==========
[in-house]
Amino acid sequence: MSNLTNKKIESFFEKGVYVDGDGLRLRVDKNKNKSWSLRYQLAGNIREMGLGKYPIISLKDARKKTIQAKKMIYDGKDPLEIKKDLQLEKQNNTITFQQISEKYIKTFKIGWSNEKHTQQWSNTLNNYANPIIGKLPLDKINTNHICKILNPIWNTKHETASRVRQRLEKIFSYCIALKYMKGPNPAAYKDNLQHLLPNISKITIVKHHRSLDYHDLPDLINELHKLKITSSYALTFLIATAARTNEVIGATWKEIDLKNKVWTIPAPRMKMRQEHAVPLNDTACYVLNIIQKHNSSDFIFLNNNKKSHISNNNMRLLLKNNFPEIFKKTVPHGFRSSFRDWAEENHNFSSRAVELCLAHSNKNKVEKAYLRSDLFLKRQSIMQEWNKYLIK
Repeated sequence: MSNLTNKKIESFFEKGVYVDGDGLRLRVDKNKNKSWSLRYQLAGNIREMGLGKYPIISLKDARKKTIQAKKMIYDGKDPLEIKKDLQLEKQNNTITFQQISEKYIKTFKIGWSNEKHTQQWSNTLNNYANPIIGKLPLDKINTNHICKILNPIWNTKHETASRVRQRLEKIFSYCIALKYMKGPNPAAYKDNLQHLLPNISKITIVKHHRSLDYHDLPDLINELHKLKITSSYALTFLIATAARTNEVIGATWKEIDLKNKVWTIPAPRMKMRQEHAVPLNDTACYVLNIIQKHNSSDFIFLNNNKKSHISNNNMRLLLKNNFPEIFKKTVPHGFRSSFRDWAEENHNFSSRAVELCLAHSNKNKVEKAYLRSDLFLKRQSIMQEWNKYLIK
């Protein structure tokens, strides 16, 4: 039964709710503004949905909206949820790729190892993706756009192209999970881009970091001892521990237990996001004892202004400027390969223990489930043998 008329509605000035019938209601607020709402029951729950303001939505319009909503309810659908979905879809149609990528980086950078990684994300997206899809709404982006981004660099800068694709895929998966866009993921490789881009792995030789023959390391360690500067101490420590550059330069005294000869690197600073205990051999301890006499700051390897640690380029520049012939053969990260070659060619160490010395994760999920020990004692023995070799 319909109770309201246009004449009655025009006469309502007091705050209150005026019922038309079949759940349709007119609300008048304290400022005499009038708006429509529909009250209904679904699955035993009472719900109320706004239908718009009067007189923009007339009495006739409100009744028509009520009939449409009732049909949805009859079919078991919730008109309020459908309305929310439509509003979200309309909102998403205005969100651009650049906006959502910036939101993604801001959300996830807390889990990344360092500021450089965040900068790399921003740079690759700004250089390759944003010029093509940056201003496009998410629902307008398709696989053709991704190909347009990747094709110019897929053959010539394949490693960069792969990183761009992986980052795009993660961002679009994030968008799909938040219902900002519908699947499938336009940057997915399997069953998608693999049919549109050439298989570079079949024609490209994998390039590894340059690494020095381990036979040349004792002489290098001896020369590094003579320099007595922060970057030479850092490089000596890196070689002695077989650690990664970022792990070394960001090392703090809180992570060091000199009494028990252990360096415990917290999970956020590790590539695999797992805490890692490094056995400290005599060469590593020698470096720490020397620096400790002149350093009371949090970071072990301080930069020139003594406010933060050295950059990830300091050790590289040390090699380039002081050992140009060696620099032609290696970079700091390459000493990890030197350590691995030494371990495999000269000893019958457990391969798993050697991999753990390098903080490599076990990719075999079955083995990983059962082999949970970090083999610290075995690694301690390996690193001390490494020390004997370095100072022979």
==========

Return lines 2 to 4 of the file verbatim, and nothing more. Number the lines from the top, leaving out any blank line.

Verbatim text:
Amino acid sequence: MSNLTNKKIESFFEKGVYVDGDGLRLRVDKNKNKSWSLRYQLAGNIREMGLGKYPIISLKDARKKTIQAKKMIYDGKDPLEIKKDLQLEKQNNTITFQQISEKYIKTFKIGWSNEKHTQQWSNTLNNYANPIIGKLPLDKINTNHICKILNPIWNTKHETASRVRQRLEKIFSYCIALKYMKGPNPAAYKDNLQHLLPNISKITIVKHHRSLDYHDLPDLINELHKLKITSSYALTFLIATAARTNEVIGATWKEIDLKNKVWTIPAPRMKMRQEHAVPLNDTACYVLNIIQKHNSSDFIFLNNNKKSHISNNNMRLLLKNNFPEIFKKTVPHGFRSSFRDWAEENHNFSSRAVELCLAHSNKNKVEKAYLRSDLFLKRQSIMQEWNKYLIK
Repeated sequence: MSNLTNKKIESFFEKGVYVDGDGLRLRVDKNKNKSWSLRYQLAGNIREMGLGKYPIISLKDARKKTIQAKKMIYDGKDPLEIKKDLQLEKQNNTITFQQISEKYIKTFKIGWSNEKHTQQWSNTLNNYANPIIGKLPLDKINTNHICKILNPIWNTKHETASRVRQRLEKIFSYCIALKYMKGPNPAAYKDNLQHLLPNISKITIVKHHRSLDYHDLPDLINELHKLKITSSYALTFLIATAARTNEVIGATWKEIDLKNKVWTIPAPRMKMRQEHAVPLNDTACYVLNIIQKHNSSDFIFLNNNKKSHISNNNMRLLLKNNFPEIFKKTVPHGFRSSFRDWAEENHNFSSRAVELCLAHSNKNKVEKAYLRSDLFLKRQSIMQEWNKYLIK
């Protein structure tokens, strides 16, 4: 039964709710503004949905909206949820790729190892993706756009192209999970881009970091001892521990237990996001004892202004400027390969223990489930043998 008329509605000035019938209601607020709402029951729950303001939505319009909503309810659908979905879809149609990528980086950078990684994300997206899809709404982006981004660099800068694709895929998966866009993921490789881009792995030789023959390391360690500067101490420590550059330069005294000869690197600073205990051999301890006499700051390897640690380029520049012939053969990260070659060619160490010395994760999920020990004692023995070799 319909109770309201246009004449009655025009006469309502007091705050209150005026019922038309079949759940349709007119609300008048304290400022005499009038708006429509529909009250209904679904699955035993009472719900109320706004239908718009009067007189923009007339009495006739409100009744028509009520009939449409009732049909949805009859079919078991919730008109309020459908309305929310439509509003979200309309909102998403205005969100651009650049906006959502910036939101993604801001959300996830807390889990990344360092500021450089965040900068790399921003740079690759700004250089390759944003010029093509940056201003496009998410629902307008398709696989053709991704190909347009990747094709110019897929053959010539394949490693960069792969990183761009992986980052795009993660961002679009994030968008799909938040219902900002519908699947499938336009940057997915399997069953998608693999049919549109050439298989570079079949024609490209994998390039590894340059690494020095381990036979040349004792002489290098001896020369590094003579320099007595922060970057030479850092490089000596890196070689002695077989650690990664970022792990070394960001090392703090809180992570060091000199009494028990252990360096415990917290999970956020590790590539695999797992805490890692490094056995400290005599060469590593020698470096720490020397620096400790002149350093009371949090970071072990301080930069020139003594406010933060050295950059990830300091050790590289040390090699380039002081050992140009060696620099032609290696970079700091390459000493990890030197350590691995030494371990495999000269000893019958457990391969798993050697991999753990390098903080490599076990990719075999079955083995990983059962082999949970970090083999610290075995690694301690390996690193001390490494020390004997370095100072022979």